via Teacher-Training Programs Win Concessions on Proposed Federal Rule – Government – The Chronicle of Higher Education.

Many of these government interventions are simply efforts to provide accountability for taxpayer dollars.  That, I think, is a legitimate concern for Congress and ought not to be confused with the bigger issue of government attempts to regulate our lives.

HT:  Jackie

Only churches can be religious

How to restrict religion given the Bill of Right’s protection of the “free exercise” of religion?  Easy, the secularists in power are finding:  Define religion as only what goes on behind the walls of churches.

That’s what the administration has done in its abortion pill/contraceptive mandate in exempting only church congregations, while requiring church-run hospitals and other ministries to provide that coverage free of charge even when they violate their religious convictions.

Now colleges are using the same strategy, as Greg Forster reports:

The Supreme Court declared in 2010 that public universities must permit religious student clubs to select leaders who share their faith. UNC-Greensboro is now getting around this by declaring that a Christian student club isn’t really religious.

On what grounds? It isn’t affiliated with a church.

Other schools are apparently pursuing this strategy as well. Expect to hear more about it.

via An Arm of the North Carolina State Government Says Christianity Isn’t a Religion » First Thoughts | A First Things Blog.

The next step, as in the former Soviet Union:  Religion is restricted to what goes on inside of your head.

 

 

Today politics “is about nearly everything”

Political scientist James Q. Wilson has died.  Among his many contributions was an article on “Broken Windows”–observing that if a broken window in a building doesn’t get fixed, soon all the windows will be broken, an example of how social order must be established in small things so as to create social order in big things–a theory that led to new methods of police work that, famously, caused the crime rate in New York City to drop dramatically.

George Will sums up some of his other insights:

New Deal liberalism, Wilson said, was concerned with who got what, when, where and how; since the 1960s, liberalism has been concerned with who thinks what, who acts when, who lives where and who feels how: “Once politics was about only a few things; today, it is about nearly everything.” Until the 1960s, “the chief issue in any congressional argument over new policies was whether it was legitimate for the federal government to do something at all.” But since the “legitimacy barrier” fell, “no program is any longer ‘new’ — it is seen, rather, as an extension, a modification, or an enlargement of something the government is already doing.”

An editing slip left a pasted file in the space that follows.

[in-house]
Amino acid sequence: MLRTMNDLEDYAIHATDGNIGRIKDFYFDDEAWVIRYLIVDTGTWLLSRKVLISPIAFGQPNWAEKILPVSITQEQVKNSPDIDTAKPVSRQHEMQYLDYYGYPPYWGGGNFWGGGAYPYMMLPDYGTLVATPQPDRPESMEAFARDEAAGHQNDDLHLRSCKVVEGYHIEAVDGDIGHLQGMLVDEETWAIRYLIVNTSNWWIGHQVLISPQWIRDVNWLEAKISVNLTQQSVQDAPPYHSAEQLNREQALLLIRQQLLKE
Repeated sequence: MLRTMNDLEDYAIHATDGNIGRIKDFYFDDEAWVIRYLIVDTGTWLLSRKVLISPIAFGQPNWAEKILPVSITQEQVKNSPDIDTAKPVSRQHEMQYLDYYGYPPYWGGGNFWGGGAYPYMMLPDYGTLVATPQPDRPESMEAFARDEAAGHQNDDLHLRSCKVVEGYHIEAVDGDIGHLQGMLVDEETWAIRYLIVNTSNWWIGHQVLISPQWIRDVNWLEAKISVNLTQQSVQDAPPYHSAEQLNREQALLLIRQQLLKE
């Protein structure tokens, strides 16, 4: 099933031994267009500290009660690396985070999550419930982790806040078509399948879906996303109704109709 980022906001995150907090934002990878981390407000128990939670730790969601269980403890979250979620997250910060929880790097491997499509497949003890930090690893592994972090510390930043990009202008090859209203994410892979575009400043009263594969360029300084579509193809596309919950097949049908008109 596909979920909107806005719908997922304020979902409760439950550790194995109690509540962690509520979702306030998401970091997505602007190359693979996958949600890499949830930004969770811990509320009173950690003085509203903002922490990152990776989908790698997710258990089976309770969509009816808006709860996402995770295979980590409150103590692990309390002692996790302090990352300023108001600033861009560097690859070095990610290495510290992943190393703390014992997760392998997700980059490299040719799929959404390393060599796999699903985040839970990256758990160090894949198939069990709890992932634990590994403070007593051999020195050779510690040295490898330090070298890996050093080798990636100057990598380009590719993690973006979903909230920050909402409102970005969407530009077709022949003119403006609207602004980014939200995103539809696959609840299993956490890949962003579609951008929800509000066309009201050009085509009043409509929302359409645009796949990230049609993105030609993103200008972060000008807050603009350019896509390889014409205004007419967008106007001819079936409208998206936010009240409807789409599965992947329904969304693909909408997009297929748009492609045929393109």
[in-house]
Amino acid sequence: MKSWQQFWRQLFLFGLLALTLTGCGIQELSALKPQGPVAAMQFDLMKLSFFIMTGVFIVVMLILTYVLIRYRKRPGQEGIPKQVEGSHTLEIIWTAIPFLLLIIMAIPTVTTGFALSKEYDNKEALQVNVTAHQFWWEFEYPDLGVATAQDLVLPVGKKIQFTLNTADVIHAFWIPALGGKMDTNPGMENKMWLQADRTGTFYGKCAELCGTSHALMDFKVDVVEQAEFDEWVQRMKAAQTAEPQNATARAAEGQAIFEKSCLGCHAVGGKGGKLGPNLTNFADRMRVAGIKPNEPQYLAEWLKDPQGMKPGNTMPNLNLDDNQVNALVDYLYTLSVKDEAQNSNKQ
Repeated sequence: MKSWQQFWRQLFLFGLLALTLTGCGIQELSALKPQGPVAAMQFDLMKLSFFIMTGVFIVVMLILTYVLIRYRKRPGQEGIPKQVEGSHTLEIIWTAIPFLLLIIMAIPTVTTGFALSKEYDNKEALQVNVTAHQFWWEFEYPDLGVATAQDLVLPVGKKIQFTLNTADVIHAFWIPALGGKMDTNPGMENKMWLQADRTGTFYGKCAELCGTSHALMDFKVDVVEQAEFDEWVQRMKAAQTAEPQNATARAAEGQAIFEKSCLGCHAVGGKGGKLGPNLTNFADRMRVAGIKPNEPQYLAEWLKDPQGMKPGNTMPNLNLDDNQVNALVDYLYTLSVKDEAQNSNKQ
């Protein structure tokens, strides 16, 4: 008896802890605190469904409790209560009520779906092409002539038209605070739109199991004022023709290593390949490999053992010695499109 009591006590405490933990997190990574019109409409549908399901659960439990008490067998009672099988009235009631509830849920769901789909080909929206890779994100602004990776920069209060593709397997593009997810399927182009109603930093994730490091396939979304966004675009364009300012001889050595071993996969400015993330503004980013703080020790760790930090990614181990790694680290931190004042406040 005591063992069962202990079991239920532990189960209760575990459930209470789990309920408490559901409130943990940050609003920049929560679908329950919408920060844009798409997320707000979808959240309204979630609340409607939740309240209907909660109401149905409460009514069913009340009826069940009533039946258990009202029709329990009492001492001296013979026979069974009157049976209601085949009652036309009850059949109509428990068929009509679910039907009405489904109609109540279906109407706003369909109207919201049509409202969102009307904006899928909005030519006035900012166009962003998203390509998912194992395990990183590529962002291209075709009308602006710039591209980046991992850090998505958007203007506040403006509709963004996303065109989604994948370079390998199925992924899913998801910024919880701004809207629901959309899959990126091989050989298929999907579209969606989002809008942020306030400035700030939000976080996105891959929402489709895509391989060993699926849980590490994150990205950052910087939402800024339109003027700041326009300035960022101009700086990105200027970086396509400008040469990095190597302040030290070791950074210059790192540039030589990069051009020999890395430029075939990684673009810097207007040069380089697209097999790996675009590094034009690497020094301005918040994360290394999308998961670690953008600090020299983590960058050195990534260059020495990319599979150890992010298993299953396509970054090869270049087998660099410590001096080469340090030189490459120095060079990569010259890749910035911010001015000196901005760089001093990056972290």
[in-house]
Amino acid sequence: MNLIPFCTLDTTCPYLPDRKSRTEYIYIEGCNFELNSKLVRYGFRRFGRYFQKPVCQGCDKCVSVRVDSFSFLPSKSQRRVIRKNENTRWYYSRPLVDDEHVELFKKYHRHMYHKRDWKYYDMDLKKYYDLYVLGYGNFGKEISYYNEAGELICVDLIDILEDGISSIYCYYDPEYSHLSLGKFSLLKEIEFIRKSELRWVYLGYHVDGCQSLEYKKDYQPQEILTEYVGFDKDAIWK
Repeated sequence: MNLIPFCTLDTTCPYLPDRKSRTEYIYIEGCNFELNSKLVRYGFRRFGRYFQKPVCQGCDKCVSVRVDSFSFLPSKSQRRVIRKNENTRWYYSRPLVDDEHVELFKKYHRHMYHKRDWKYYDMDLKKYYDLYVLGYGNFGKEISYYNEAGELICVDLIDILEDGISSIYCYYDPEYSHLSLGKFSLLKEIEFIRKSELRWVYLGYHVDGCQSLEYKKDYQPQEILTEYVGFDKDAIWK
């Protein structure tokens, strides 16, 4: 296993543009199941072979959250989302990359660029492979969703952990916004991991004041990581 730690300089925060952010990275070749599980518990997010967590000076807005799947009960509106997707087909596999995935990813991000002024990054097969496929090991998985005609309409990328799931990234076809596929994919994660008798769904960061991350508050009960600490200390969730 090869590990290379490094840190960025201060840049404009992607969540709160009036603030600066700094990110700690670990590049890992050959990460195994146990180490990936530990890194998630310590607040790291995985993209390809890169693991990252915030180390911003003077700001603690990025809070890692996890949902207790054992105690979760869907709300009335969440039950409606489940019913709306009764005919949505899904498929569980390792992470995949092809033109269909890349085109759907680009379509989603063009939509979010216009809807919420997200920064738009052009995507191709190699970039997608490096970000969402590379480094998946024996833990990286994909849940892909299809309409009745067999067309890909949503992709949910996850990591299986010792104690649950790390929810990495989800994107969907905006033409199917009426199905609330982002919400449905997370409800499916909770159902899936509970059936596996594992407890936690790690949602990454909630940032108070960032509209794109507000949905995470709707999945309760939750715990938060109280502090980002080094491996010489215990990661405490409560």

The normal dynamic of politics, Wilson warned, is a process of addition, candidates promising to add to government’s menu of benefits. Hence today’s problem of collective choice: Can Washington, acknowledging no limit to its scope and responding to clamorous factions that proliferate because of its hyperactivity, make difficult choices? With government no longer constrained by either the old constitutional understanding of its limits or by the old stigma against deficit spending, hard choices can be deferred, and are.

Try, he wrote, to think “of a human want or difficulty that is not now defined as a ‘public policy problem.’ ” The defining is done by elites to whose ideas the political system has become so open that changes of policy often result not from changes of public opinion but from changes in the way elites think. Liberal elites define problems as amenable to government engineering of new social structures. Conservative elites emphasize the cultural roots of many problems and hence their intractability.

America, Wilson said, increasingly faces “problems that do not seem to respond, or to respond enough, to changes in incentives.” This is because culture is often determinative, is harder to change than incentives and impedes individuals’ abilities to respond to incentives. . . .

Wilson warned that we should be careful about what we think we are, lest we become that. Human nature, he said, is not infinitely plastic; we cannot be socialized to accept anything. We do not recoil from Auschwitz only because our culture has so disposed us. Children, Wilson thought, are intuitive moralists, but instincts founded in nature must be nurtured in families. The fact that much of modern life, from family disintegration to scabrous entertainment, is shocking is evidence for, not against, the moral sense, which is what is shocked. And the highest purpose of politics is to encourage the flourishing of a culture that nurtures rather than weakens the promptings of the moral sense.

via James Q. Wilson: America’s prophet – The Washington Post.